Israel legalises settlements on private Palestinian land

Israeli parliament passes law retroactively approving settler homes in the West Bank

Israel’s prime minister Binyamin Netanyahu  walks out of 10 Downing Street after his meeting with Britain’s prime minister Theresa May in London. Photograph: Neil Hall/Reuters

Israel’s prime minister Binyamin Netanyahu walks out of 10 Downing Street after his meeting with Britain’s prime minister Theresa May in London. Photograph: Neil Hall/Reuters

 

Israel’s parliament passed a law on Monday retroactively legalising about 4,000 settler homes built on privately-owned Palestinian land in the occupied West Bank, a measure that has drawn international criticism.

The legislation has been condemned by Palestinians as a blow to their hopes of statehood.

However, passage of the law may only be symbolic, as it contravenes Israeli supreme court rulings on property rights.

Israel’s attorney-general has said it is unconstitutional and that he will not defend it at the supreme court.

Though the legislation, passed by a vote of 52 to 60, was backed by prime minister Binyamin Netanyahu’s right-wing coalition, it has raised tensions in the government.

Political sources have said Netanyahu privately opposes the bill, over concerns it could provide grounds for prosecution by the International Criminal Court in The Hague.

But the far-right Jewish Home party, a member of the coalition looking to draw voters from Netanyahu’s Likud, pushed for the legislation after the forced evacuation of 330 settlers last week from an outpost built on private Palestinian land.

With Mr Netanyahu under police investigation on suspicion of abuse of office, an allegation he denies, Likud has been slipping in opinion polls.

Opposing the law would have risked alienating his supporters and ceding ground to Jewish Home.

Last-minute appeals this week by Mr Netanyahu to postpone the vote until after he meets US president Donald Trump in Washington on February 15th were refused by Jewish Home, political sources said.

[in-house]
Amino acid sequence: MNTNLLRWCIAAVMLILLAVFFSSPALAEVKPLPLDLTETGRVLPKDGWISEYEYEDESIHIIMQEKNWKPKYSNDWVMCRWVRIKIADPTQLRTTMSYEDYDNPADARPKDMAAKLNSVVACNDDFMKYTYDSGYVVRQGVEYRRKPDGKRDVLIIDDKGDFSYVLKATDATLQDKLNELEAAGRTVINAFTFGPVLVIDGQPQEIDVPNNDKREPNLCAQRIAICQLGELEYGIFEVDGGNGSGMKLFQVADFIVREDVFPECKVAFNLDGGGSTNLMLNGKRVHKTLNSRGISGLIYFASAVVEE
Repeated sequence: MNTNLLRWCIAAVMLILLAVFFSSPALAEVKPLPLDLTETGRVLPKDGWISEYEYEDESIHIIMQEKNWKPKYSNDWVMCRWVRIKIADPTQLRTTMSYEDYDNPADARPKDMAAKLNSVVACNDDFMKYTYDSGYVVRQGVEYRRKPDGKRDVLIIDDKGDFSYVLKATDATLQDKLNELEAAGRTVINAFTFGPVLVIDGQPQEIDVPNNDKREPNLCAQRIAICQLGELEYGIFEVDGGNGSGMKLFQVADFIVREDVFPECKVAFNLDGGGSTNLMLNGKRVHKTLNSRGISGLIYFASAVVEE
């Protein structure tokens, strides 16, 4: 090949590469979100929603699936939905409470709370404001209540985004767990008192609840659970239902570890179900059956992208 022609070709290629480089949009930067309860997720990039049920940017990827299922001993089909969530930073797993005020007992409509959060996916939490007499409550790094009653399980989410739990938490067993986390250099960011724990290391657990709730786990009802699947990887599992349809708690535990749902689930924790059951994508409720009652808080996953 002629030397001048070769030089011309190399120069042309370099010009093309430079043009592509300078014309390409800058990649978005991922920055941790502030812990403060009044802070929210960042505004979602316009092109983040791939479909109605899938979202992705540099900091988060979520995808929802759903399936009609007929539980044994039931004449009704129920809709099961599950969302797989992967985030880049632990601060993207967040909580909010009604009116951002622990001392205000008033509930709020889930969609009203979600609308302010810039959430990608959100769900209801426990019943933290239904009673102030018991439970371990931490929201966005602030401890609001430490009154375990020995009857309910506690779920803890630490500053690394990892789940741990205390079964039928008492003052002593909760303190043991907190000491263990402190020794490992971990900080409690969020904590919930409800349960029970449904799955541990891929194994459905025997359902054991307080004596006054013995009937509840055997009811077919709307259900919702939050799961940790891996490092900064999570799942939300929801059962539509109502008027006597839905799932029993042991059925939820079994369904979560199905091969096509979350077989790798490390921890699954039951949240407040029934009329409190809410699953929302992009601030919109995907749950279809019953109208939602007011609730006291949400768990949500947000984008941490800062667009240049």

Mr Netanyahu himself did not attend the vote because he was on a plane back from a meeting in London with British prime minister Theresa May when it was held.

Response

Hanan Ashrawi, a senior member of the Palestine Liberation Organisation, the main Palestinian political umbrella body, said in a statement that the law gave settlers a green light to “embark on a land grab”.

“Prime minister Binyamin Netanyahu and his extremist, racist coalition government are deliberately breaking the law and destroying the very foundations of the two-state solution and the chances for peace and stability,” Ashrawi said.

The UN special co-ordinator for the Middle East peace process Nickolay Mladenov said in a statement that the law “will have far reaching legal consequences for Israel and greatly diminish the prospects for Arab-Israeli peace”.

Opposition leader Isaac Herzog of the Zionist Union said a black flag hung over the “insane law that threatens to destroy Israeli democracy”.

Israeli attorney-general Avichai Mandelblit has described the law as unconstitutional and a breach of international law, since it allows expropriation of private land in areas Israel seized in the 1967 Middle East war.

Under the new law, settlers could remain on the land if they built there without prior knowledge of Palestinian ownership or if homes were constructed at the state’s instruction.

Palestinian owners would receive financial compensation.